**Proof.**
We will use the notation $\mathcal{A}_{X/S}$ and $\mathcal{A}_{Y/S}$ introduced in Morphisms, Remark 29.33.3. Suppose that we have maps of complexes

\[ \mathcal{F}_1^\bullet \to \mathcal{F}_2^\bullet \to \mathcal{F}_3^\bullet \to \mathcal{F}_1^\bullet [1] \]

in the category $\mathcal{A}_{X/S}$. Then by the functoriality of the cup product we obtain a commutative diagram

\[ \xymatrix{ R\Gamma (X, \mathcal{F}_1^\bullet ) \otimes _ A^\mathbf {L} R\Gamma (Y, \mathcal{G}^\bullet ) \ar[r] \ar[d] & R\Gamma (X \times _ S Y, \text{Tot}(\mathcal{F}_1^\bullet \boxtimes \mathcal{G}^\bullet )) \ar[d] \\ R\Gamma (X, \mathcal{F}_2^\bullet ) \otimes _ A^\mathbf {L} R\Gamma (Y, \mathcal{G}^\bullet ) \ar[r] \ar[d] & R\Gamma (X \times _ S Y, \text{Tot}(\mathcal{F}_2^\bullet \boxtimes \mathcal{G}^\bullet )) \ar[d] \\ R\Gamma (X, \mathcal{F}_3^\bullet ) \otimes _ A^\mathbf {L} R\Gamma (Y, \mathcal{G}^\bullet ) \ar[r] \ar[d] & R\Gamma (X \times _ S Y, \text{Tot}(\mathcal{F}_3^\bullet \boxtimes \mathcal{G}^\bullet )) \ar[d] \\ R\Gamma (X, \mathcal{F}_1^\bullet [1]) \otimes _ A^\mathbf {L} R\Gamma (Y, \mathcal{G}^\bullet ) \ar[r] & R\Gamma (X \times _ S Y, \text{Tot}(\mathcal{F}_1^\bullet [1] \boxtimes \mathcal{G}^\bullet )) } \]

If the original maps form a distinguished triangle in the homotopy category of $\mathcal{A}_{X/S}$, then the columns of this diagram form distinguished triangles in $D(A)$.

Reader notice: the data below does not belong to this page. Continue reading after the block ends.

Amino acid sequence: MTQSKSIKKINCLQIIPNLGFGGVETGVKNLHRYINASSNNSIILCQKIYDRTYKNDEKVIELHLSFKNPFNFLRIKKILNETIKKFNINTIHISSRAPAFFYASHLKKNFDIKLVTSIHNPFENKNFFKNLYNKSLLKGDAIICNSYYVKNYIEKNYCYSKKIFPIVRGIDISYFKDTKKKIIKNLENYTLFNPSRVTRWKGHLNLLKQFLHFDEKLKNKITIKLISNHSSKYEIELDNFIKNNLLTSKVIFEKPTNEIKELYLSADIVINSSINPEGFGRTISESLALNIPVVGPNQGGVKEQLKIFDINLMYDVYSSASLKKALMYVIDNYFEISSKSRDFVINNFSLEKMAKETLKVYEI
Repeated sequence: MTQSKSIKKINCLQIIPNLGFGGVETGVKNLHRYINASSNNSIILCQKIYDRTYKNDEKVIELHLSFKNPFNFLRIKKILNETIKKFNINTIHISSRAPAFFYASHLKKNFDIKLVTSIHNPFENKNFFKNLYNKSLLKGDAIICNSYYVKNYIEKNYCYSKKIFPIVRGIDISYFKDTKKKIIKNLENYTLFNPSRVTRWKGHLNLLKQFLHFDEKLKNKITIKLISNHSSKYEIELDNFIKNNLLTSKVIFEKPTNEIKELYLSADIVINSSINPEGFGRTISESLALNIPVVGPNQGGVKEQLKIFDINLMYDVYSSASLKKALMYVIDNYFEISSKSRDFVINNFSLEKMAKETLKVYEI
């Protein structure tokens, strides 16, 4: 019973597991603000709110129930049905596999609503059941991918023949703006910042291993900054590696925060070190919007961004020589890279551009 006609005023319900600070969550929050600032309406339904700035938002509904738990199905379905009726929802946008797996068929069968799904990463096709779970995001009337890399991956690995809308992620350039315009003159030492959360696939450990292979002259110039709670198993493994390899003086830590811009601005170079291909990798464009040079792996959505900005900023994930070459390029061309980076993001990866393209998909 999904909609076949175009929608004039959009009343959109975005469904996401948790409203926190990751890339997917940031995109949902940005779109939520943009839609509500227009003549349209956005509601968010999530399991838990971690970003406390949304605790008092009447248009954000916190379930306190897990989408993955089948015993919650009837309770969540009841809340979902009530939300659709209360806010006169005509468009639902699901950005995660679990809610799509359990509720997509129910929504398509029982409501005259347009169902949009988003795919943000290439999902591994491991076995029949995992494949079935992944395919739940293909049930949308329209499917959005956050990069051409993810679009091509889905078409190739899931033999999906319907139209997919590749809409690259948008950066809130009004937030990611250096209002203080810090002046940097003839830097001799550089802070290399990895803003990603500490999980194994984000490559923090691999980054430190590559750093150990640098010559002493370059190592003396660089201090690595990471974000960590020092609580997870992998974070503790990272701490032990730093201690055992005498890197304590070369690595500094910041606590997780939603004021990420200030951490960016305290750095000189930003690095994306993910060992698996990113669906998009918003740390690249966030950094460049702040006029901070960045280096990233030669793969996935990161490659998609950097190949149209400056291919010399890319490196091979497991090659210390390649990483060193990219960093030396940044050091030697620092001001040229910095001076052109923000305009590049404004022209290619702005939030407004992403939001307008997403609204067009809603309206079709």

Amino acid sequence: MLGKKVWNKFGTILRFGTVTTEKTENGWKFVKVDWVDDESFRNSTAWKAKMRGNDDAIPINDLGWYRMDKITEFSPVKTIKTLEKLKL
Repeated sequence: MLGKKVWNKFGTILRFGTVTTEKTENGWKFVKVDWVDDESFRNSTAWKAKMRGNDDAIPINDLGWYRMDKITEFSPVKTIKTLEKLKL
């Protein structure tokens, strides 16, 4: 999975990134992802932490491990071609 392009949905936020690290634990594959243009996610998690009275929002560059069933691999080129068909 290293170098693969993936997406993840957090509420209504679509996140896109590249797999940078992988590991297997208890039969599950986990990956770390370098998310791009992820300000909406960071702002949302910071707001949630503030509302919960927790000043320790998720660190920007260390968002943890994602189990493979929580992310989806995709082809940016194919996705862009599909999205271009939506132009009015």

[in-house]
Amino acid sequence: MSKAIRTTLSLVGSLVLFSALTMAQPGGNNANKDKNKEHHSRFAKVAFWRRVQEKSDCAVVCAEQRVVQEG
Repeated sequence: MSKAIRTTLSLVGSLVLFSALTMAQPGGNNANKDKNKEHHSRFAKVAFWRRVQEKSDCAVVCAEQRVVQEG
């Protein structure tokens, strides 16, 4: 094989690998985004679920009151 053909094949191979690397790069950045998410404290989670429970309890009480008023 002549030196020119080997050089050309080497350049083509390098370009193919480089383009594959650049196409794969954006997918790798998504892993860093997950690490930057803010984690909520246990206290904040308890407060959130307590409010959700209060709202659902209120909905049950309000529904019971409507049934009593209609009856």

In the situation of the lemma, suppose that $\mathcal{F}^ n = 0$ for $n < i$. Then we may consider the termwise split short exact sequence of complexes

\[ 0 \to \sigma _{\geq i + 1}\mathcal{F}^\bullet \to \mathcal{F}^\bullet \to \mathcal{F}^ i[-i] \to 0 \]

where the truncation is as in Homology, Section 12.15. This produces the distinguished triangle

\[ \sigma _{\geq i + 1}\mathcal{F}^\bullet \to \mathcal{F}^\bullet \to \mathcal{F}^ i[-i] \to (\sigma _{\geq i + 1}\mathcal{F}^\bullet )[1] \]

in the homotopy category of $\mathcal{A}_{X/S}$ where the final arrow is given by the boundary map $\mathcal{F}^ i \to \mathcal{F}^{i + 1}$. It follows from the discussion above that it suffices to prove the lemma for $\mathcal{F}^ i[-i]$ and $\sigma _{\geq i + 1}\mathcal{F}^\bullet $. Since $\sigma _{\geq i + 1}\mathcal{F}^\bullet $ has fewer nonzero terms, by induction, if we can prove the lemma if $\mathcal{F}^\bullet $ is nonzero only in single degree, then the lemma follows. Thus we may assume $\mathcal{F}^\bullet $ is nonzero only in one degree.

Assume $\mathcal{F}^\bullet $ is the complex which has an $S$-flat quasi-coherent $\mathcal{O}_ X$-module $\mathcal{F}$ sitting in degree $0$ and is zero in other degrees. Observe that $R\Gamma (X, \mathcal{F})$ has finite tor dimension by Lemma 36.23.2 for example. Say it has tor amplitude in $[i, j]$. Pick $N \gg 0$ and consider the distinguished triangle

\[ \sigma _{\geq N + 1}\mathcal{G}^\bullet \to \mathcal{G}^\bullet \to \sigma _{\leq N}\mathcal{G}^\bullet \to (\sigma _{\geq N + 1}\mathcal{G}^\bullet )[1] \]

in the homotopy category of $\mathcal{A}_{Y/S}$. Now observe that both

\[ R\Gamma (X, \mathcal{F}) \otimes _ A^\mathbf {L} R\Gamma (Y, \sigma _{\geq N + 1}\mathcal{G}^\bullet ) \quad \text{and}\quad R\Gamma (X \times _ S Y, \text{Tot}(\mathcal{F} \boxtimes \sigma _{\geq N + 1}\mathcal{G}^\bullet )) \]

have vanishing cohomology in degrees $\leq N + i$. Thus, using the arguments given above, if we want to prove our statement in a given degree, then we may assume $\mathcal{G}^\bullet $ is bounded. Repeating the arguments above one more time we may also assume $\mathcal{G}^\bullet $ is nonzero only in one degree. This case is handled by Lemma 36.23.4.
$\square$

## Comments (2)

Comment #4650 by Johan on

Comment #4667 by Johan on